Following the shock of being told you have breast cancer is the confusion involved when you try to sort out and understand the complicated treatment process. Here are some common issues that patients have to face.
Why do I have to take medications?
The ability of cancer cells to travel to distant organs in the body is what sets them apart from normal cells. These cells are too small to be detected by any blood test or scan and can grow undetected, leading to a recurrence of the cancer.
Medication, such as chemotherapy, hormone therapy, or biological therapy, as well as radiation, can help kill the dormant cells. On average, patients who receive the recommended adjuvant therapy will fare better than those who do not receive it, leading to a better cure rate. This therapy may be done before or after surgery, and the drugs used will be tailored to the specific kind of breast cancer cell.
What are the types of breast cancer and the characteristics to know?
A meeting with the medical oncologist will usually involve a discussion about the particular type and characteristics of the patient’s cancer. Important features include the lymph node status, the size of the cancer, the grade, the estrogen receptor and progesterone receptor status, the Her-2/neu status and sub-types revealed through genomic tests.
Lymph nodes, which act as filters all over the body, can trap cancer cells. In breast cancer, the relevant lymph nodes are located under the arm. These particular nodes are important because a breast cancer that has spread to these lymph nodes is more likely to have also spread to other areas of the body. The size of the cancer is also directly related to the likelihood that the cancer has spread. These two features, the number of lymph nodes with cancer and the size of the cancer, are what determines the patient’s “stage.” The stage is a number from 1 to 4 and is used to describe how advanced a cancer is. The stage should not be confused with the “grade” of the cancer, a separate number used to predict the aggressiveness of the cancer based on the appearance of the cells in the microscope.
Breast cancers can also be characterized by the presence or absence of the estrogen receptor, the progesterone receptor and the Her-2/neu receptor. Whether the cancer tests positive or negative for each of these receptors will reveal which medication will likely work best. Sophisticated genetic-based tests can also help predict which cancers are likely to relapse and which patients can benefit from chemotherapy.
What are the choices for treatment?
Once armed with all of this information, it is still a complicated task to decide who needs adjuvant therapy, and if so, which therapy should be given. The decision can be simplified by asking three basic questions. 1) What are the chances of cure with surgery alone? 2) What are the chances of cure if adjuvant therapy is given? 3) What are the dangers and side effects of the therapy?
There are currently three classes of drugs available to improve the outcome of women with breast cancer. The categories include hormonal therapy, chemotherapy and biologic therapy. Some, none or all of these could be recommended.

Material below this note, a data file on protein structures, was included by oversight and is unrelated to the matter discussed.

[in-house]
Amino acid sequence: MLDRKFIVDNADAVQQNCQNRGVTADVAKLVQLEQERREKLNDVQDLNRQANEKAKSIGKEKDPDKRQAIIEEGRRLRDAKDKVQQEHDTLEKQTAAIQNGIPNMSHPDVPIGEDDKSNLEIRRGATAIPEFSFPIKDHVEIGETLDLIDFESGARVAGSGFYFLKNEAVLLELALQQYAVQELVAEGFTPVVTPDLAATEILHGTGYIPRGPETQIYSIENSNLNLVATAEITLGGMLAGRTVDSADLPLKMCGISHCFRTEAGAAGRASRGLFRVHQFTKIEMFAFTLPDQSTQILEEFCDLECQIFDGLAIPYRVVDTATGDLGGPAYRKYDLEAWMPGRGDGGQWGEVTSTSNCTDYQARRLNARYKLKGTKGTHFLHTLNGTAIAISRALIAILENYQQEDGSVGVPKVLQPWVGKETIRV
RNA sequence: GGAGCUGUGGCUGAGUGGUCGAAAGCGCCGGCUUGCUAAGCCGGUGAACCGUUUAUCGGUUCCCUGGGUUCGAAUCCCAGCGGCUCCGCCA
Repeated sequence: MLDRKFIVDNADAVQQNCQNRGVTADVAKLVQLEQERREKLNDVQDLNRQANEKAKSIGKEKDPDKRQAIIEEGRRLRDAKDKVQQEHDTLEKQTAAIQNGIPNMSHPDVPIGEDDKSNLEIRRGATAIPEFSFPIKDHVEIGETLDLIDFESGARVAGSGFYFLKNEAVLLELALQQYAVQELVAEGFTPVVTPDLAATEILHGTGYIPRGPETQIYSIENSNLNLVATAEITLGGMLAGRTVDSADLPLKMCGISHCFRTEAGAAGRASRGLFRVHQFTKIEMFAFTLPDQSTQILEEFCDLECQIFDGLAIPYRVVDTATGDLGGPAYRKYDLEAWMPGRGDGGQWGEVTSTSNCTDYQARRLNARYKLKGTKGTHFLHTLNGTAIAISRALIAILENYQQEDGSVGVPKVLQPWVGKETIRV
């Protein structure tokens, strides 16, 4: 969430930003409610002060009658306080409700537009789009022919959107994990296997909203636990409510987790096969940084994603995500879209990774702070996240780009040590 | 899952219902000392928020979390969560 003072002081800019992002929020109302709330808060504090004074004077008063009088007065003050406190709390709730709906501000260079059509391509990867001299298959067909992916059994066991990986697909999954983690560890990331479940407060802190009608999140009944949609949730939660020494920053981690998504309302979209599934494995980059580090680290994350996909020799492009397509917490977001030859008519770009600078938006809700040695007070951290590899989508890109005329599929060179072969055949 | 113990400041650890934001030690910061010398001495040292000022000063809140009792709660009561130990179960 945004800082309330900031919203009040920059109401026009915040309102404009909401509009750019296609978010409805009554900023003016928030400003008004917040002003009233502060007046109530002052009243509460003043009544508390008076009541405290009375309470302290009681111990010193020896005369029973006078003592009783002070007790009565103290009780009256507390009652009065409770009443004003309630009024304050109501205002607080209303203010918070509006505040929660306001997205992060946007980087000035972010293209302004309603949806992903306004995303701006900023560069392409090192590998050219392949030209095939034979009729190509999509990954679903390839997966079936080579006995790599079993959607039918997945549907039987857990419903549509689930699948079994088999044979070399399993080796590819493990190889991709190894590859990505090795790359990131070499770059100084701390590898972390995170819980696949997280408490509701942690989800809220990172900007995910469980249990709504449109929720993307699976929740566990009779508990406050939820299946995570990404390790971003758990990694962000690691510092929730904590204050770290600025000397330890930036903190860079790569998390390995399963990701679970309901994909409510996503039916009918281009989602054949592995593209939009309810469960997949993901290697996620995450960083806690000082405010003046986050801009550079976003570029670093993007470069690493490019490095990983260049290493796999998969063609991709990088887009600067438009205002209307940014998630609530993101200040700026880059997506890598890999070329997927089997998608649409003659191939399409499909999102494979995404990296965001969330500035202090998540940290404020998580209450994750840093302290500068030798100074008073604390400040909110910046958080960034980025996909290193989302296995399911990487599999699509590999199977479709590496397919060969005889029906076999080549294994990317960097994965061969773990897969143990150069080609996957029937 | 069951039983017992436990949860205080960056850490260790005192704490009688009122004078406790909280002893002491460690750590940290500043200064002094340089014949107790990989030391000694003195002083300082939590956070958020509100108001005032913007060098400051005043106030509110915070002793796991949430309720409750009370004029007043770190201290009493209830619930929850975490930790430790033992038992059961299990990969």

Hormonal therapy (which is the opposite of hormonal replacement therapy) includes antiestrogens such as tamoxifen or drugs known as aromatase inhibitors (there are three of these on the market). Hormonal therapy is offered to women whose cancers are estrogen receptor positive or progesterone receptor positive. The decision to use chemotherapy is complex but is typically recommended for more advanced or aggressive cancers. The most common biologic therapy is a drug called trastuzumab (known as Herceptin) given to women with Her-2/neu positive breast cancer. Each of these therapies, when given to the appropriate patient, improves the cure rate.
Some women have to decide between a mastectomy and a lumpectomy. Assuming the cancer is completely removed, it is well established that the cure rates are the same with either operation. Many women think that having a lumpectomy means having to get chemotherapy, or having a mastectomy means avoiding chemotherapy. This is not correct, as the decision to give adjuvant medications is based on the characteristics of the cancer, not which operation removed it.
Another important treatment involves the use of radiation therapy. Radiation treatments are administered under the care of a radiation oncologist. Radiation is delivered by a machine which aims the cancer-killing x-rays at a particular part of the body. Examples of patients who have better outcomes because of radiation therapy includes those with larger tumors, those treated with lumpectomy and certain patients with cancer that has spread to the lymph nodes.
Help Understanding Options
As medical oncologists, we understand the complexities around cancer treatment can be overwhelming for patients. With multiple types of cancers, a variety of treatment options and
constantly evolving research and strategies, it may seem like there are too many options – and the stakes are very high. That’s why we work with each person to help them understand their individual case and the best options available. It’s a conversation we welcome, with the patient and their family members, because fighting cancer is not something that is done alone.
To learn more about Cape Fear Cancer Specialists – NHRMC Physician Group, visit www.capefearcancerspecialists.org
Visit nhrmcphysiciangroup.org for a comprehensive listing of providers, locations and contact information.